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“Ask a Priest: How Do I Know If I Believe Enough?”
Q: I know that Jesus died for our sins, and if we trust in him and put our life in his hands, in return we get eternal salvation. How do I know that I believe it enough? What if how much I believe isn’t enough? How do I truly believe it in my heart? I want to be saved and I want to believe, but how? I don’t want to wait till it’s too late, because we never know how much time we have left. – R.
Answered by Fr. Edward McIlmail, LC
A: To have faith in Jesus is to set out on a journey, like Abraham in the Old Testament. You follow Jesus because something in you says he is really God, he is really your redeemer.
By making that initial act of faith and following him, we can verify from day-to-day experience that we have made the right decision. As time goes on, we discover the deep wisdom of the Gospel. Something in our heart tells us that we are on the path of truth.
But how do we know that we believe “enough”? That isn’t easy to measure, though two criteria might help guide you.
First, real faith translates into action. It’s not enough that we make an intellectual assent; we need to conform our lives ever more closely to the Gospel. “Not everyone who says to me, ‘Lord, Lord,’ will enter the kingdom of heaven, but only the one who does the will of my Father in heaven” (Matthew 7:21). In practical terms that means making time for prayer and the sacraments and doing acts of charity.
Second, we can tell that our faith is growing stronger if we always give Our Lord the benefit of the doubt. That is, accept that what he teaches us through the Church is true and good and trustworthy, and that he is charge of the universe – that there is no problem too big that he can’t solve.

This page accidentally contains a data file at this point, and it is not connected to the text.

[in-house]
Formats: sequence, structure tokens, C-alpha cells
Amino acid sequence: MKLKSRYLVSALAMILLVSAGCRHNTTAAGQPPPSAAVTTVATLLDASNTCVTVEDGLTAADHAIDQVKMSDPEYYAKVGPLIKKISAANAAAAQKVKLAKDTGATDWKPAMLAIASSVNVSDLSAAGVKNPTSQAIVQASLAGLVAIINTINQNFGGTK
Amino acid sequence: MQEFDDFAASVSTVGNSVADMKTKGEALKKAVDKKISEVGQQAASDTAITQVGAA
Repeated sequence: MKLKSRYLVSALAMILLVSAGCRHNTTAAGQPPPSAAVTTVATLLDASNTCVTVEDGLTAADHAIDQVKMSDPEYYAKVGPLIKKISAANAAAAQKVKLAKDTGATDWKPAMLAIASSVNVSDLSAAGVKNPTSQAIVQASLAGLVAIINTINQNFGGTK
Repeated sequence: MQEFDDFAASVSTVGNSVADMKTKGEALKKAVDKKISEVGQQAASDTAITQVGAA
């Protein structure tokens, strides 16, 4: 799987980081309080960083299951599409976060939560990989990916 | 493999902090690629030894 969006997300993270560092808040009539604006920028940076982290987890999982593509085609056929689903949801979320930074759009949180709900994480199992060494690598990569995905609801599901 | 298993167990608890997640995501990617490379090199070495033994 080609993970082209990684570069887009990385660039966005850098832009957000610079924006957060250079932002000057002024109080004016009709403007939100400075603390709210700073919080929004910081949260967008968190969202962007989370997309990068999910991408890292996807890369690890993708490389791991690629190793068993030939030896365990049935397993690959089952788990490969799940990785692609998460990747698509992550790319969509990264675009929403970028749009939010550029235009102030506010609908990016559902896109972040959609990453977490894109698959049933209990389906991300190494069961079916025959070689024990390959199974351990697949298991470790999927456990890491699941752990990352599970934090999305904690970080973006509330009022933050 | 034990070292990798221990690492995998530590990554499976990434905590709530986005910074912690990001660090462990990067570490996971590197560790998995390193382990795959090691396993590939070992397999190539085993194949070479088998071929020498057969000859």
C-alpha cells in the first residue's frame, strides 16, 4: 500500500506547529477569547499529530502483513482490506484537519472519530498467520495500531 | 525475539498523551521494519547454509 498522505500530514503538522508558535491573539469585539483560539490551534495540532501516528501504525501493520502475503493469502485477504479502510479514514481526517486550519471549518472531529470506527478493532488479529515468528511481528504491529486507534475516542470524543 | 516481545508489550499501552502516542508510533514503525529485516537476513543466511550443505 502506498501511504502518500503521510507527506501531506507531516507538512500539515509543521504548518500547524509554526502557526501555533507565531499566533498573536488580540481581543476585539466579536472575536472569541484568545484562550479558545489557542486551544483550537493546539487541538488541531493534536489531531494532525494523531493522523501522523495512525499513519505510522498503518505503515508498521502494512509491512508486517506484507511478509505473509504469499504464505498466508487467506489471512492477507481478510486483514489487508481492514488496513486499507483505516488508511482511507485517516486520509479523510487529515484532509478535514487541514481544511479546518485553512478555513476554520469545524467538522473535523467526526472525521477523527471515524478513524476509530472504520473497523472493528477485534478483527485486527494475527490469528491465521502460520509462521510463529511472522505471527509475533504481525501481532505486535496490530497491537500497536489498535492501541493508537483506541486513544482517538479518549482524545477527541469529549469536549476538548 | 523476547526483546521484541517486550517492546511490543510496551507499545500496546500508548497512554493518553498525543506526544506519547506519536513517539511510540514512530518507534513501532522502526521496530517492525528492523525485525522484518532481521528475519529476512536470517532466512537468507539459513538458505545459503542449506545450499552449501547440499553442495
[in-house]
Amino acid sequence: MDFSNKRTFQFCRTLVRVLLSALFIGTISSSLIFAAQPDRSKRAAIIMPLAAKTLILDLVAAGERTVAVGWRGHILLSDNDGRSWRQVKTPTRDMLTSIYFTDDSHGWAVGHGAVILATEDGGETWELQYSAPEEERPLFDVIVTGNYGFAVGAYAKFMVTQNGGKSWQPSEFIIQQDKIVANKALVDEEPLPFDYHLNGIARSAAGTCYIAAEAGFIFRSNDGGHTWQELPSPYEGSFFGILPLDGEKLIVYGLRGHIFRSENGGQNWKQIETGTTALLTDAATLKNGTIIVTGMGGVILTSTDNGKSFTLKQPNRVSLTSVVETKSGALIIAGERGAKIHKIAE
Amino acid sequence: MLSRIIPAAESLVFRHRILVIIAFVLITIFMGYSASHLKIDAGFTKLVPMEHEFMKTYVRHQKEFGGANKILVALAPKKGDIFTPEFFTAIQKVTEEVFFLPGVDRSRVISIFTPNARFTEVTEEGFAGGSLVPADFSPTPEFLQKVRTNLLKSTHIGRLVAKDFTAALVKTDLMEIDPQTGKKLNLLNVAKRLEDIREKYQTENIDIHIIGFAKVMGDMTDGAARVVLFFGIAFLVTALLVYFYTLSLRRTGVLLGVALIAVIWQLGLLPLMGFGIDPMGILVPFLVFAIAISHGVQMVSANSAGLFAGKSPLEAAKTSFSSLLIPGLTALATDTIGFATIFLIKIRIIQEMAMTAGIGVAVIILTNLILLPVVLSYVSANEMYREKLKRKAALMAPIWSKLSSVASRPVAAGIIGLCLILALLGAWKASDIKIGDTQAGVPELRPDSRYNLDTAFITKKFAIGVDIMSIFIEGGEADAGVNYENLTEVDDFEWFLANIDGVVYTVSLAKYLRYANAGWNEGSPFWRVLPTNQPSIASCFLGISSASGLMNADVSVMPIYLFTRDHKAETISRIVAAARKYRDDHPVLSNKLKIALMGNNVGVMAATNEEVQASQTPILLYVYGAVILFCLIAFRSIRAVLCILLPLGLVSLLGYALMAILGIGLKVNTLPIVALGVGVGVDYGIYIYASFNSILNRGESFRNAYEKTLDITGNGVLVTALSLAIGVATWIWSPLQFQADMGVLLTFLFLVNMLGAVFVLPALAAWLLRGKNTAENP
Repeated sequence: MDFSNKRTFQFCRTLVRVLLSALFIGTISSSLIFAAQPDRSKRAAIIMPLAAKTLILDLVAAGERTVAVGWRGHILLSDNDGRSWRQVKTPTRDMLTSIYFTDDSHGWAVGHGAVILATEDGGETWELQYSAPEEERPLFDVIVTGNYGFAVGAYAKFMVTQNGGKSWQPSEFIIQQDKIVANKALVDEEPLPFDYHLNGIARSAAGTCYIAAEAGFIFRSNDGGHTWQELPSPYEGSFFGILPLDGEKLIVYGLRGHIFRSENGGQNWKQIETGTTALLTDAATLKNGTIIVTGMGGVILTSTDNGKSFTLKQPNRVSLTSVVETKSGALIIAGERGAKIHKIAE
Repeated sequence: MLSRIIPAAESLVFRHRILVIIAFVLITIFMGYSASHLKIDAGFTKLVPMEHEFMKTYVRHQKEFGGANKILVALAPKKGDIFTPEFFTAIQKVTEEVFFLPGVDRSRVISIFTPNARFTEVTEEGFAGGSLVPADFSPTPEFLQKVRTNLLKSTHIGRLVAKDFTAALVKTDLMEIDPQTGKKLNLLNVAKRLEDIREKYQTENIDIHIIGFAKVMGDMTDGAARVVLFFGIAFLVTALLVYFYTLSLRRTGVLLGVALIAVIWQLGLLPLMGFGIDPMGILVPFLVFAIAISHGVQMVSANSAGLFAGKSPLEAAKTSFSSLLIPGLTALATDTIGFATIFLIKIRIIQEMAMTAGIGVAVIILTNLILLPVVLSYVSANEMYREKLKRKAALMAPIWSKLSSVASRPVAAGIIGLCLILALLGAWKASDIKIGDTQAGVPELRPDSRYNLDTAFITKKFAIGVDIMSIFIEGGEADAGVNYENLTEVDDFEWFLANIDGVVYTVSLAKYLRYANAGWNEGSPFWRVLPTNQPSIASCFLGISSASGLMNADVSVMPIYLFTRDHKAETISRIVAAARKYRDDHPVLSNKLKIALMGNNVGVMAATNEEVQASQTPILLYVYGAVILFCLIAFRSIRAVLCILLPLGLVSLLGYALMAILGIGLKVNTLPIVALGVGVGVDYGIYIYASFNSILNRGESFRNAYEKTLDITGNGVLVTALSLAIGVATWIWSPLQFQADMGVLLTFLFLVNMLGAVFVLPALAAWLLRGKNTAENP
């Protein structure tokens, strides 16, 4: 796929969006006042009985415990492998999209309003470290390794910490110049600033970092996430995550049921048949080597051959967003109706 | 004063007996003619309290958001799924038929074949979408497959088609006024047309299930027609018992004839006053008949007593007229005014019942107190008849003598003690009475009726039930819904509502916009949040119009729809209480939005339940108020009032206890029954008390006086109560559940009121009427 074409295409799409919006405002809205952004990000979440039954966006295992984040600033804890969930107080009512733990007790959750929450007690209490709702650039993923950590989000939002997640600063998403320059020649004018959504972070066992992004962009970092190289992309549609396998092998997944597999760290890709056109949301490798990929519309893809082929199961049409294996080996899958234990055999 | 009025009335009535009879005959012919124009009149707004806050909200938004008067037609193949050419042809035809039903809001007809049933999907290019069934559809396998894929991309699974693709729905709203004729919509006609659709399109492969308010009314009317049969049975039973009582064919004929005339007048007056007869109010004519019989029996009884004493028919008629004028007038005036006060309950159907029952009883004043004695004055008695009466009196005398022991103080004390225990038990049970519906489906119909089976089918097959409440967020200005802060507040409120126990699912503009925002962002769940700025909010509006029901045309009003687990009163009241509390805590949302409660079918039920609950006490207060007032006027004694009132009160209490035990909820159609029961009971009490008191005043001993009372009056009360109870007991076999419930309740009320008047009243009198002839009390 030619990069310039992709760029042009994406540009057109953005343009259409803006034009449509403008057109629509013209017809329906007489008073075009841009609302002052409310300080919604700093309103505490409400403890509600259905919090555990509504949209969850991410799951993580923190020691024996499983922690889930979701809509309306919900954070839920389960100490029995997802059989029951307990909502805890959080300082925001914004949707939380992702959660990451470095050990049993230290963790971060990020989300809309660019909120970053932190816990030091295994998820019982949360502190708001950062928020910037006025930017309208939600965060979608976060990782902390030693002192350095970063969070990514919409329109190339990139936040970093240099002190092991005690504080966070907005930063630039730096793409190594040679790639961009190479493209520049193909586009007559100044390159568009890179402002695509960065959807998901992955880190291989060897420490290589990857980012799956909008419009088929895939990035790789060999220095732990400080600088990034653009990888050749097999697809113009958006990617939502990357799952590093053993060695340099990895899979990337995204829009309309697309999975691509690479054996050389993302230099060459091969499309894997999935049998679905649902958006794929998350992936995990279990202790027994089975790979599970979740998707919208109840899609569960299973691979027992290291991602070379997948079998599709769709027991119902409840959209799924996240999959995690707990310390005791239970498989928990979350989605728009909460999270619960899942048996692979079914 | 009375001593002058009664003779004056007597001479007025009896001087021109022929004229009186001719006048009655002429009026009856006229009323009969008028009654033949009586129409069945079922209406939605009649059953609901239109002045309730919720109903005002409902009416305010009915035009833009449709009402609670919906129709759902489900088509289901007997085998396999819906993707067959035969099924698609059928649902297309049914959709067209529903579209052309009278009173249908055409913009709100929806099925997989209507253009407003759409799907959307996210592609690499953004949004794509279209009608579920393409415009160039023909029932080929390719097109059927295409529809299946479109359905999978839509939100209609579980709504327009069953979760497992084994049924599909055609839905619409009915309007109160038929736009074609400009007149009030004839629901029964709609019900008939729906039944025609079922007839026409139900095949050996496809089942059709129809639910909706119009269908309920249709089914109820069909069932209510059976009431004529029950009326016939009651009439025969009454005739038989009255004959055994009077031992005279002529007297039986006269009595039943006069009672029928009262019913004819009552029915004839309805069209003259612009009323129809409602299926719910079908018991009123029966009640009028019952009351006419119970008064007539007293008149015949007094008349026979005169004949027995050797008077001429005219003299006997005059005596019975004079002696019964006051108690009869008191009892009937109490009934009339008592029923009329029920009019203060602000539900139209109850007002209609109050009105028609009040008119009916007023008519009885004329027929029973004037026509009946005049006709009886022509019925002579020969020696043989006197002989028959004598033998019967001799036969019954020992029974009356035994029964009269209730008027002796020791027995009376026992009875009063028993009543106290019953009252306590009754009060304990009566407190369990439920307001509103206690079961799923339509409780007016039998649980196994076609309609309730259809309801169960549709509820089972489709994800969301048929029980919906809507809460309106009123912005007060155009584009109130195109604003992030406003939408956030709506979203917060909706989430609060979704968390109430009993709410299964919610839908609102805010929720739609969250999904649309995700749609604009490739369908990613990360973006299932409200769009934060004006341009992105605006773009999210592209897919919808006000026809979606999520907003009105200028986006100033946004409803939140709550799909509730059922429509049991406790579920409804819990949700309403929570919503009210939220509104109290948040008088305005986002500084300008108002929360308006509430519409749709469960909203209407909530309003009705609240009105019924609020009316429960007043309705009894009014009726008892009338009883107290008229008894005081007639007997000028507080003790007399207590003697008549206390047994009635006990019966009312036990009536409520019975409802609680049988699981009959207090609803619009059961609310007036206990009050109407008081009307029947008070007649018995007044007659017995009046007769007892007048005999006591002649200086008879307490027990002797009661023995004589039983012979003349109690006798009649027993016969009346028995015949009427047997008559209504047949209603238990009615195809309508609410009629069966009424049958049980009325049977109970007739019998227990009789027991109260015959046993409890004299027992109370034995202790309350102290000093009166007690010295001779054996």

Two ramifications of this are worth mentioning.
One, we shouldn’t expose ourselves to things that put our faith in doubt, such as dicey books or bad TV shows or movie or websites. We need to feed our minds and hearts with good reading, such as papal teachings, stories of lives of the saints, and solid works of spirituality. This helps us to make sure our own ideas are in line with what the Church teaches. Our own perspective can be limited and distorted; the Church with its centuries of wisdom and assistance of the Holy Spirit is there to guard us from error.
Two, we need to cultivate a habit of seeing any difficulty in life with the eyes of faith. We need to have confidence that God allows difficulties in our life to help us grow in virtue and in confidence in his help. God will give us the grace we need to bear any burden. This is crucial because difficulties and tragedies can shake our faith; handled without a spirit of faith, they can undermine our belief in God’s love for us. So in the face of difficulties our first response should be to turn to prayer and to remind ourselves of God’s closeness and concern.
As mentioned earlier, faith is a journey. It demands a constant response of trust on our part. If we can remain confident in God and stay humble, imploring his help, in the midst of any problem, then that is a good sign that our faith is deep.
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